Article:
The B|AMP’s DSP engine also allows for the inclusion of some useful effects, although don’t expect the kind of comprehensive suite available on purpose-built DSP-based multi-effect units. While future firmware updates may expand its offerings, the thoughtful selection of three different types of distortion (overdrive, distortion, and fuzz), each of which includes variable drive and volume, is a nice addition. Also welcome is the B|AMP’s variable ratio compressor (VRC), a clever implementation that alters its ratio in real-time to best enhance a bass’ dynamic output. As with most of the B|AMP’s special features, the VRC setting is storable in one of two available memory slots for instant recall. And while I was initially disappointed to discover that the amp does not include a footswitch to engage its effects, Bergantino assures me a Bluetooth-based footswitch is in development.

The B|AMP system enhances the head’s I/O versatility, too. The stereo ⅛ " aux input can double as a secondary input for anyone who doubles with two basses or a synth, and since it has its own gain knob, a player can mix the levels to suit their needs. Additionally, the head’s DI output features pre/post-preamp selection, as does its ¼ " tuner output.


Given my word count thus far, it’s clear that the B|AMP is as full-featured a bass head as there is, but none of that matters if it doesn’t sound good. To test the head I used a variety of cabinets, including Bergantino’s own HT-322 and HDN-212 models, as well as appropriate-size cabs from Aguilar, Ampeg, Epifani, and Barefaced Audio. I used the head on a couple medium-sized gigs and tracked with it in my Bay Area studio, Airship Laboratories.

Anxious to check out the B|AMP’s marquee feature, I hooked up my Bergantino cabinets in succession. Loading the profile into the head requires downloading a small file from Bergantino’s website to a USB thumb drive, ensuring it’s FAT32 formatted, which is the PC standard. As a Mac user, I initially had a little trouble with transferring files to the B|AMP, as the instructions in the owner’s manual and online were a bit unclear—look for revised instructions accompanying future firmware updates. Once installed, I fired up the Bergie cabs, first without the Speaker Profile engaged. I played a bit, tried to lock the sound in my mind, and switched in the profile. The resulting sound was indeed different, although hard to quantify, and surely variable depending on the cabinet in question. The “profiled” settings made each slightly brighter, with a touch less upper-midrange response and a deeper bottom. While evaluating which was better is entirely subjective, there is something comforting knowing that the tone emanating from the speaker is as flat as possible— it certainly makes evaluating the differences among basses more confidence-inspiring. The Bergantino cabinets were already superb, so it wasn’t like the un-profiled sound was a disappointment to begin with.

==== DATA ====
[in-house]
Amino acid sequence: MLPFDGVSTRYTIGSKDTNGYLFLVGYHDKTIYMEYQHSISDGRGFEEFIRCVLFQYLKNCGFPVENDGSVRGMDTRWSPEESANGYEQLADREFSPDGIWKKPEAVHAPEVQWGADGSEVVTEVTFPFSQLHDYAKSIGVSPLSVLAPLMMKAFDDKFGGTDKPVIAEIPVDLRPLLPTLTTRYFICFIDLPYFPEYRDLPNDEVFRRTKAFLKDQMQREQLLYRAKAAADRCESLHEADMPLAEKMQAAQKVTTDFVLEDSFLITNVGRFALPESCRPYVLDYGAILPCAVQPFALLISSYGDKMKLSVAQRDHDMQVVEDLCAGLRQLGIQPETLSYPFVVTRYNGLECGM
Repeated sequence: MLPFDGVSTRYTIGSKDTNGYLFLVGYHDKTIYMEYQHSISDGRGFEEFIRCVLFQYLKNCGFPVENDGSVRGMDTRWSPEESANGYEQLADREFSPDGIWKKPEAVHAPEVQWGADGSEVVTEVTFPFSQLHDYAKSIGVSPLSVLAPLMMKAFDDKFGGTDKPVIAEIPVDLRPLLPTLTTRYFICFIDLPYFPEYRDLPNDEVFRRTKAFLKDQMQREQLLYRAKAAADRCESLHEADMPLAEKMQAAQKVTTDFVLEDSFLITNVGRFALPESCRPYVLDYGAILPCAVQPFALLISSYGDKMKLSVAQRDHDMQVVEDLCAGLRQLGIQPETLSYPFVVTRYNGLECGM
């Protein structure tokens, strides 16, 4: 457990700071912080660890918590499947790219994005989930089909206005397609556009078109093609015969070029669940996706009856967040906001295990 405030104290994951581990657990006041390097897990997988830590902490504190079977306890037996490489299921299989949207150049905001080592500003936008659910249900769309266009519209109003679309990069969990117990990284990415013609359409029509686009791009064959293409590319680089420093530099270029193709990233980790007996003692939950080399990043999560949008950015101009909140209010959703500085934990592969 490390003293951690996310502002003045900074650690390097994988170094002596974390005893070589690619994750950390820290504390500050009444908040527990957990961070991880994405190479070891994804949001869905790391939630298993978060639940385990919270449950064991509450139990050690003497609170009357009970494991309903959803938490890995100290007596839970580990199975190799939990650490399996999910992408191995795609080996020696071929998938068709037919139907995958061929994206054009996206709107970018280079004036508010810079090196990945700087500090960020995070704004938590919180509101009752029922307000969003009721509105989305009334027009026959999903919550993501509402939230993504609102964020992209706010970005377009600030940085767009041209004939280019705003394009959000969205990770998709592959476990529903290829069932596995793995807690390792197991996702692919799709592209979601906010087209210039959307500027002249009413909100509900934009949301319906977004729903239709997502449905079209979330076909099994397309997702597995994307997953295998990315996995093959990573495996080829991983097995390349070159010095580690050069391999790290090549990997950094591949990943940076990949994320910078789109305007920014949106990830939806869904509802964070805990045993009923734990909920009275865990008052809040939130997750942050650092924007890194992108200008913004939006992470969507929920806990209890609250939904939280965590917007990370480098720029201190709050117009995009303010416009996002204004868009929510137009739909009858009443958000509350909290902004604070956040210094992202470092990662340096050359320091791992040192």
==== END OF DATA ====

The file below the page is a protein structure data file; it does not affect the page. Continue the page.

Through the Bergantino cabs and the others, the B|AMP revealed its phenomenal power, authoritative transient response, rich and smooth midrange, and seemingly limitless endurance. It sounds awesome, and don’t let its DSP brain fool you: There is nothing digital-sounding about its essential tone. Each of the EQ filters proved effective, and the additional versatility that the DSP affords made fiddling with the tone filters all the more inspiring. Whether I was going for a blended-pickup bright sound, a dull P-with-flats tone, or a bridge-pickup/no-tone vibe, the B|AMP was consistently musical and rewarding, never running out of breath. The VRC is a nice added bonus, too. The smooth-sounding compressor added just enough bounce and sheen to my fingerstyle lines.

I have two small gripes with the B|AMP. First, the distortion effects are just okay. I thought overdrive worked well, with nice dynamic sensitivity, but distortion and fuzz were not quite up to the standard set by many outboard stompboxes. Fuzz, in particular, seemed to cause my signal to fade out unnaturally as a note decayed, as if a noise gate were abruptly crossing a threshold. I also thought the head had slightly more self-noise than others I’ve tested set at similar output levels.

The B|AMP is a legitimate step forward for bass amps. Instead of cramming a bunch of middling bells-and-whistles into his DSP-based head, Jim Bergantino continued the well-earned reputation for excellence he’s long enjoyed. Whether or not you make use of the B|AMP’s innovative features, the head’s versatility and superb tone make it one of the best amps on the market.



Bergantino B|AMP
Pros Extremely versatile; robust and muscular power; sweet and musical tone
Cons Onboard fuzz effect is just okay; slightly self-noisy at idle
Bottom line By thoughtfully integrating DSP into a hi-fi bass amp, Bergantino has essentially created an entirely new product category.


Power rating 800 watts @ 2.67Ω or 2Ω; 700 watts @ 4Ω
Preamp Solid-state DSP-based
Power amp topology Class D
Power supply Switchmode
Input impedance 1MΩ
Outputs Two parallel Speakon speaker, ¼" effects send and return, XLR balanced line out, ¼" headphone
Inputs ¼" instrument, ⅛" aux
Tone controls (All frequency centers adjustable) BASS ±9dB @ 40Hz–120Hz; LO-MID ±9dB @ 150Hz–800Hz; HI-MID ±9dB @ 600Hz–2kHz; TREBLE ±9dB @ 2kHz–9kHz
Weight 6.5 lbs

Made in USA